Jump to Main Content
Consumer preference of apple cultivars suited for organic production and which factors influence the buying decision
- Weibel, F.P., Kruczynska, D., Konopacka, D.
- Acta horticulturae 2012 no.933 pp. 645-652
- apples, consumer preferences, cultivars, food quality, foods, organic certification, organic production, prices, purchasing, questionnaires, taste, Poland, Switzerland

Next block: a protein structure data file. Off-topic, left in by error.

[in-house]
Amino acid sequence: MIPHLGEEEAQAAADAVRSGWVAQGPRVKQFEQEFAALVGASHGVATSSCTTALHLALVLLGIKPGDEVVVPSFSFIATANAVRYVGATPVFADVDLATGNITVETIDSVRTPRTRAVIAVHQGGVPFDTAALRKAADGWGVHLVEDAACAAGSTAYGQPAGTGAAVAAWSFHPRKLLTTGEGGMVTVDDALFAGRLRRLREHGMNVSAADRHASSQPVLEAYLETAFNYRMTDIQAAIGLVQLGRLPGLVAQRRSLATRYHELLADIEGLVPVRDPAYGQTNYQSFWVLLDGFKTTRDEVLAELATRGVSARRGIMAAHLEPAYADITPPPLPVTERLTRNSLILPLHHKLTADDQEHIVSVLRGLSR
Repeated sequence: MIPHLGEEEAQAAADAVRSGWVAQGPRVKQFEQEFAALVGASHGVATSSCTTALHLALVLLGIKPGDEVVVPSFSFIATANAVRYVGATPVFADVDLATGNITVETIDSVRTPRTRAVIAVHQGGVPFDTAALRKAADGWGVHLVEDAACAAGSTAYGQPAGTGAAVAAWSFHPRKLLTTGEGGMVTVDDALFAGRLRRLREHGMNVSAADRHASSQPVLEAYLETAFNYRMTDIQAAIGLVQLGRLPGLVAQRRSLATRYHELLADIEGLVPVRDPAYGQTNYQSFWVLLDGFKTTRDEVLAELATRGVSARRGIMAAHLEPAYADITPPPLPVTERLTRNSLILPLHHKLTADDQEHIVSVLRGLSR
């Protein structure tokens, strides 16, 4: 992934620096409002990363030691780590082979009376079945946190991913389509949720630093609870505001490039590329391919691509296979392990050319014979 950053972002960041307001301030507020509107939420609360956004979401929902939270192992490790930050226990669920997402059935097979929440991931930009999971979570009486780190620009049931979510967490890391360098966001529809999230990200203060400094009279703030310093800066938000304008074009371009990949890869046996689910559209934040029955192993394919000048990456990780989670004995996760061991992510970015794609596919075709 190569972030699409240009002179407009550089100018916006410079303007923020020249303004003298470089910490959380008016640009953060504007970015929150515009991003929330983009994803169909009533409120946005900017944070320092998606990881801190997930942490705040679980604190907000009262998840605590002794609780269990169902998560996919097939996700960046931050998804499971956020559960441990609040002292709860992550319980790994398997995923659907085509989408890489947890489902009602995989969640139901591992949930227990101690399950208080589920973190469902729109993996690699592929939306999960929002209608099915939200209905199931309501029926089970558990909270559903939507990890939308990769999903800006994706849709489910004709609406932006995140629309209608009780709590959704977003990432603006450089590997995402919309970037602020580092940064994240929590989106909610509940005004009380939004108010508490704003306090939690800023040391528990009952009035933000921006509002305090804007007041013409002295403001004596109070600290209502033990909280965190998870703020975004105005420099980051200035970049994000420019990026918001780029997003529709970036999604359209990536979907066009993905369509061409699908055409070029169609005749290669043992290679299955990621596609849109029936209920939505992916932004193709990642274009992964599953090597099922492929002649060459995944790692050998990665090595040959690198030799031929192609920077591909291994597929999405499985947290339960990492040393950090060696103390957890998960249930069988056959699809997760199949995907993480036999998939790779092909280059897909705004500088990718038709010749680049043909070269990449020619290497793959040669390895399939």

- In our study within the European ISAFRUIT project, we examined in Poland and Switzerland the acceptance of representative organic and conventional food buyers for new disease resistant apple cultivars in comparison to similar-type common cultivars (6 cultivars per country). In total 120 testers were involved. The panel tests were carried out with blinded samples in a first run, and in a second run as branded samples where information on production system (organic or integrated) and price (+26% for organic fruit) was given. With additional questionnaires we assessed the importance of the testers’ general knowledge and perception on organic (fruit) production on their preference behavior. With blinded samples, in both countries both consumer groups rated the appearance and eating quality of resistant and susceptible apple cultivars relatively equal with minor advantages for the standard cultivars. However, when the samples were branded, organic buyers of both countries significantly increased their preference in appearance and on taste for the organic samples. In Poland, even the conventional buyers increased their rating for branded ‘bio’ samples; meanwhile the Swiss conventional buyers decreased it clearly. The analysis of the questionnaires revealed that: (i) in both countries and with both buyer groups, the awareness for the high importance of resistant cultivars for organic production is only mediocre; (ii) to increase their buying of organic apple they mainly require more basic and apple-specific information on organic production; (iii) the consumers expect from organic apples an outstanding inner quality but also a good price; (iv) the consumer’s trust in the control and certification of organic production is only mediocre.